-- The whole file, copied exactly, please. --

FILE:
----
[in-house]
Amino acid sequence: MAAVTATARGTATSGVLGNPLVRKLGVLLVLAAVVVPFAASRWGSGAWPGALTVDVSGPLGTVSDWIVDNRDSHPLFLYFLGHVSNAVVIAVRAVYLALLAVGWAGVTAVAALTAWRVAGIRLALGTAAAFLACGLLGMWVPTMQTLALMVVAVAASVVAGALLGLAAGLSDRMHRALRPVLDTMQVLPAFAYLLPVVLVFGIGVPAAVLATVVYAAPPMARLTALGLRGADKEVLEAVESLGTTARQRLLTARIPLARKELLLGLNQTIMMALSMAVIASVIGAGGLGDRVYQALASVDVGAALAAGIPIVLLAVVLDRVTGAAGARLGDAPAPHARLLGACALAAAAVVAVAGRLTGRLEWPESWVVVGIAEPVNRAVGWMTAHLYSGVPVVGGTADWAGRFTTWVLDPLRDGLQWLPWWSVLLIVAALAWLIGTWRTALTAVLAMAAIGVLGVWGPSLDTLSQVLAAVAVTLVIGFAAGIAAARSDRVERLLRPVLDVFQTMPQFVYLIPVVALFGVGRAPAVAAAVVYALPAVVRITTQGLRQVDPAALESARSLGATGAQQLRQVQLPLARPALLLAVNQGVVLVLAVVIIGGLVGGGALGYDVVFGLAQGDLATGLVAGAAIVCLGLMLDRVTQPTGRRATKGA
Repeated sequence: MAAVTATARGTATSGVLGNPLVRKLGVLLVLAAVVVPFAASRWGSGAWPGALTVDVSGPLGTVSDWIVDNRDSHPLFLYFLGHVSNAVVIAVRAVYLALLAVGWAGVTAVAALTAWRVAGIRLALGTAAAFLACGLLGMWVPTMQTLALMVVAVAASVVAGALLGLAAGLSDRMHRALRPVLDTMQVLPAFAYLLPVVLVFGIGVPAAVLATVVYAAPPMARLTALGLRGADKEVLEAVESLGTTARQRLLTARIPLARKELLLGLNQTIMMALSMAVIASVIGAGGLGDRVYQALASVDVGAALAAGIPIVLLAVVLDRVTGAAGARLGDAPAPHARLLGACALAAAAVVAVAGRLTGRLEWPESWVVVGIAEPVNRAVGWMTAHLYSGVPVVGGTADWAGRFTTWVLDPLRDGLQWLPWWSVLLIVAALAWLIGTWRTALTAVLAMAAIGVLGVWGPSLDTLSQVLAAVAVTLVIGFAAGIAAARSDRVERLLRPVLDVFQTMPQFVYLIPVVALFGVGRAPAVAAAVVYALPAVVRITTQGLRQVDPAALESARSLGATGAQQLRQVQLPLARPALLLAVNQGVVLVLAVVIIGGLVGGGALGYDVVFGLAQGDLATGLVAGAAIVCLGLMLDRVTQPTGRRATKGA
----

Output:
[in-house]
Amino acid sequence: MAAVTATARGTATSGVLGNPLVRKLGVLLVLAAVVVPFAASRWGSGAWPGALTVDVSGPLGTVSDWIVDNRDSHPLFLYFLGHVSNAVVIAVRAVYLALLAVGWAGVTAVAALTAWRVAGIRLALGTAAAFLACGLLGMWVPTMQTLALMVVAVAASVVAGALLGLAAGLSDRMHRALRPVLDTMQVLPAFAYLLPVVLVFGIGVPAAVLATVVYAAPPMARLTALGLRGADKEVLEAVESLGTTARQRLLTARIPLARKELLLGLNQTIMMALSMAVIASVIGAGGLGDRVYQALASVDVGAALAAGIPIVLLAVVLDRVTGAAGARLGDAPAPHARLLGACALAAAAVVAVAGRLTGRLEWPESWVVVGIAEPVNRAVGWMTAHLYSGVPVVGGTADWAGRFTTWVLDPLRDGLQWLPWWSVLLIVAALAWLIGTWRTALTAVLAMAAIGVLGVWGPSLDTLSQVLAAVAVTLVIGFAAGIAAARSDRVERLLRPVLDVFQTMPQFVYLIPVVALFGVGRAPAVAAAVVYALPAVVRITTQGLRQVDPAALESARSLGATGAQQLRQVQLPLARPALLLAVNQGVVLVLAVVIIGGLVGGGALGYDVVFGLAQGDLATGLVAGAAIVCLGLMLDRVTQPTGRRATKGA
Repeated sequence: MAAVTATARGTATSGVLGNPLVRKLGVLLVLAAVVVPFAASRWGSGAWPGALTVDVSGPLGTVSDWIVDNRDSHPLFLYFLGHVSNAVVIAVRAVYLALLAVGWAGVTAVAALTAWRVAGIRLALGTAAAFLACGLLGMWVPTMQTLALMVVAVAASVVAGALLGLAAGLSDRMHRALRPVLDTMQVLPAFAYLLPVVLVFGIGVPAAVLATVVYAAPPMARLTALGLRGADKEVLEAVESLGTTARQRLLTARIPLARKELLLGLNQTIMMALSMAVIASVIGAGGLGDRVYQALASVDVGAALAAGIPIVLLAVVLDRVTGAAGARLGDAPAPHARLLGACALAAAAVVAVAGRLTGRLEWPESWVVVGIAEPVNRAVGWMTAHLYSGVPVVGGTADWAGRFTTWVLDPLRDGLQWLPWWSVLLIVAALAWLIGTWRTALTAVLAMAAIGVLGVWGPSLDTLSQVLAAVAVTLVIGFAAGIAAARSDRVERLLRPVLDVFQTMPQFVYLIPVVALFGVGRAPAVAAAVVYALPAVVRITTQGLRQVDPAALESARSLGATGAQQLRQVQLPLARPALLLAVNQGVVLVLAVVIIGGLVGGGALGYDVVFGLAQGDLATGLVAGAAIVCLGLMLDRVTQPTGRRATKGA